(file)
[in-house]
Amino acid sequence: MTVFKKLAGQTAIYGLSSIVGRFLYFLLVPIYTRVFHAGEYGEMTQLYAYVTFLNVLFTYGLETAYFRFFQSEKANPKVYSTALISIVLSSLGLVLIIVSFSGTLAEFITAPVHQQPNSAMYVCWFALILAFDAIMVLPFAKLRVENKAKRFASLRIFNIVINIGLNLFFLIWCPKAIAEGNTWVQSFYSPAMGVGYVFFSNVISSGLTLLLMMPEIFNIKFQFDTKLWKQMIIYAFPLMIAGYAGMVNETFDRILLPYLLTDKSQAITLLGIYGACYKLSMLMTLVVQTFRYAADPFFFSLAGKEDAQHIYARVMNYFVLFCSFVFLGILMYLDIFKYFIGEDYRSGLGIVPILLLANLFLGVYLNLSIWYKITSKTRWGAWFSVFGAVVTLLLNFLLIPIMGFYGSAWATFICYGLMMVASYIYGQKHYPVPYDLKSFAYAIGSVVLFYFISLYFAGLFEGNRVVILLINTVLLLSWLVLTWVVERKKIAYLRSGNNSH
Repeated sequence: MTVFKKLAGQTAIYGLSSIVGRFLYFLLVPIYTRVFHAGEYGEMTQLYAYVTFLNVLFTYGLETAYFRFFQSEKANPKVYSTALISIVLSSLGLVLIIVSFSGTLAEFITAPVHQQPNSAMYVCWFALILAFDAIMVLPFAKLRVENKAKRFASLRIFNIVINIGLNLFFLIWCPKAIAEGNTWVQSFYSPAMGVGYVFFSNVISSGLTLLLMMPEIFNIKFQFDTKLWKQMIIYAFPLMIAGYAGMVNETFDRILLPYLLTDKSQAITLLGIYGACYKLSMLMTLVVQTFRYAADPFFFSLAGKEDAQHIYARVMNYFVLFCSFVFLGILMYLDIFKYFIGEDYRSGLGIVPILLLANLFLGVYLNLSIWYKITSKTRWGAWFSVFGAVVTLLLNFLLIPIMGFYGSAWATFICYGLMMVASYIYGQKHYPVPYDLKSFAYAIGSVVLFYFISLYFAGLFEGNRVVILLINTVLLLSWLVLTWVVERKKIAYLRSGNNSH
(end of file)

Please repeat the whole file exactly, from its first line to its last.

[in-house]
Amino acid sequence: MTVFKKLAGQTAIYGLSSIVGRFLYFLLVPIYTRVFHAGEYGEMTQLYAYVTFLNVLFTYGLETAYFRFFQSEKANPKVYSTALISIVLSSLGLVLIIVSFSGTLAEFITAPVHQQPNSAMYVCWFALILAFDAIMVLPFAKLRVENKAKRFASLRIFNIVINIGLNLFFLIWCPKAIAEGNTWVQSFYSPAMGVGYVFFSNVISSGLTLLLMMPEIFNIKFQFDTKLWKQMIIYAFPLMIAGYAGMVNETFDRILLPYLLTDKSQAITLLGIYGACYKLSMLMTLVVQTFRYAADPFFFSLAGKEDAQHIYARVMNYFVLFCSFVFLGILMYLDIFKYFIGEDYRSGLGIVPILLLANLFLGVYLNLSIWYKITSKTRWGAWFSVFGAVVTLLLNFLLIPIMGFYGSAWATFICYGLMMVASYIYGQKHYPVPYDLKSFAYAIGSVVLFYFISLYFAGLFEGNRVVILLINTVLLLSWLVLTWVVERKKIAYLRSGNNSH
Repeated sequence: MTVFKKLAGQTAIYGLSSIVGRFLYFLLVPIYTRVFHAGEYGEMTQLYAYVTFLNVLFTYGLETAYFRFFQSEKANPKVYSTALISIVLSSLGLVLIIVSFSGTLAEFITAPVHQQPNSAMYVCWFALILAFDAIMVLPFAKLRVENKAKRFASLRIFNIVINIGLNLFFLIWCPKAIAEGNTWVQSFYSPAMGVGYVFFSNVISSGLTLLLMMPEIFNIKFQFDTKLWKQMIIYAFPLMIAGYAGMVNETFDRILLPYLLTDKSQAITLLGIYGACYKLSMLMTLVVQTFRYAADPFFFSLAGKEDAQHIYARVMNYFVLFCSFVFLGILMYLDIFKYFIGEDYRSGLGIVPILLLANLFLGVYLNLSIWYKITSKTRWGAWFSVFGAVVTLLLNFLLIPIMGFYGSAWATFICYGLMMVASYIYGQKHYPVPYDLKSFAYAIGSVVLFYFISLYFAGLFEGNRVVILLINTVLLLSWLVLTWVVERKKIAYLRSGNNSH